Posts Tagged ‘lawsuits’
Another month, another lawsuit, and this time, Michigan S2 7.9 midpacker Daniel O’Keefe is looking for a cool million bucks stemming from a crash at the 2104 S2 7.9 Class Championship in Macatawa Bay, Michigan. Despite the fact that O’Keefe saw Todd Abrams Voom on port “15-20 boatlengths away,” his lawyer claims Abrams shares no blame for the crash. Abrams lawsuit says he suffered “multiple broken ribs, heart failure and a heart contusion and will require oxygen treatment for life.” O’Keefe’s boat is called Kaboom; maybe it’s time to stop naming boats after the noises a crash makes?
You all know how we feel about racing-related lawsuits, so we’ll leave it to you to debate the finer points of this one…
August 15th, 2016 by admin
We thank you for all of your e-mails and comments regarding the statement we’ve issued on the front page. In response to the deluge of requests and questions:
Yes, the lawsuit is finally over.
Yes, we’re still standing.
And no, we won’t be saying anything about it beyond what you just read above.
We’re grateful that we can finally get back to our core mission – to bring you the most interesting, exciting, and entertaining pieces from the sport we love. And you know what? Thanks to all the Anarchists and all of our commercial sponsors and partners, 2015 will be the biggest and best year ever for the world’s #1 source for sailing entertainment.
We start with our most comprehensive coverage ever from the hemisphere’s biggest regatta and a long time Sailing Anarchy partner – Sperry Charleston Race Week. We’re ready with a team of awesome media pros and live commentators and producers…are you?
April 15th, 2015 by admin
We’re not quite sure how we missed this one, but here’s today’s Public Service Announcement: Think about your GoPro helmet mount kit, and think hard. Why? Because there might just be a chance it could turn you into a paraplegic, or worse.
All this because of an interview with a lone French F1 journalist – Jean-Loiuis Moncet – who has been following Grand Prix legend Michael Schumacher and his very slow recovery from coma and paralysis after a skiing accident. Moncet wrote in October that “The problem for Michael was not the hit, but the mounting of the GoPro camera that he had on his helmet that injured his brain.”
Because of Schumacher’s massive celebrity, this single sentence caused a shockwave in the world of high-flying IPOs and action sports. GoPro’s stock (which had only gone public a couple of months before) immediately tumbled more than 20%, losing literally billions worth of market capitalization in a few short days (and other wearable cam makers followed). According to Forbes, GoPro responded by immediately (and publicly) discussing legal action; perhaps this was what led to Moncet immediately labeling his comment as ‘opinion’ via Twitter just days later.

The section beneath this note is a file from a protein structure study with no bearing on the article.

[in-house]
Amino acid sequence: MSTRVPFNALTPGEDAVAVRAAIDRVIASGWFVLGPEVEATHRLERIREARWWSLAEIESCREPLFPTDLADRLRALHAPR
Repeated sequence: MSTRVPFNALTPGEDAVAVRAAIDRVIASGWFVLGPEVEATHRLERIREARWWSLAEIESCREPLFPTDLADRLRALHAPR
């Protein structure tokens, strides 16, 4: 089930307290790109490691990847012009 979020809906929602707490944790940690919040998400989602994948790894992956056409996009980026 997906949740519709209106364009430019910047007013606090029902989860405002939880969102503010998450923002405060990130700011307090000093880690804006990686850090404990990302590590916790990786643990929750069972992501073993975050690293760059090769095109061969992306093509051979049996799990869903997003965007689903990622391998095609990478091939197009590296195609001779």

December 16th, 2014 by admin
When Sir Robin Knox-Johnson crosses the Route Du Rhum finish line in Gaudeloupe in a little less than a week, he’ll get some spectacular news; the lawsuit filed by English
bottom-feeder lawyer Ruth Harvey against his Clipper Race was tossed out by a Havant judge earlier this week. Harvey claimed she suffered sexual harassment and discrimination aboard Jamaica Get All Right (irie?), and sought protection as an employee of the Clipper despite having paid a shit ton of money to sail the race. The judge disagreed.
Harvey dropped out after two legs and sued earlier in the year, and now that she’s been dispatched, we encourage anyone seeing her on a boat to heckle her mercilessly. Head over to the thread for pics and more information.
November 14th, 2014 by admin
We just learned that longtime dinghy and sport boat sailor and early SA’er Scott Fox pled guilty last month to Fraud and Tax Evasion charges in an ongoing Maine scheme that would make Wall Street proud. According to the DOJ, “Fox used his position as a loan officer at Casco Northern Bank and at its successor, KeyBank, to originate or authorize over $14,000,000 in fraudulent loans and lines of credit using the identities of four real individuals, without their knowledge or consent. He used over $5,800,000 of the fraudulent proceeds to keep the loans current and prevent the detection of his scheme. He used almost $8,200,000 for personal expenses including to pay for his children’s educations and family vacations, and to support his business, “The Boathouse.” Fox failed to report receiving any of this income to the Internal Revenue Service (“IRS”) causing a tax loss of over $1,300,000 between 2006 and 2011.“ Fox also bought a home and paid to support a mistress on his ill-gotten gains.
While he’s been ordered to pay restitution to the bank and IRS, with his sentence likely to be at least 8-10 years in Federal prison (no parole), the reality is that Fox’s debt is a write-off. The terms of his plea agreement don’t include a sentence so Fox could actually see the full 30 year maximum, though he’s entitled to appeal anything over about 12 years on the terms of the deal.
March 17th, 2014 by admin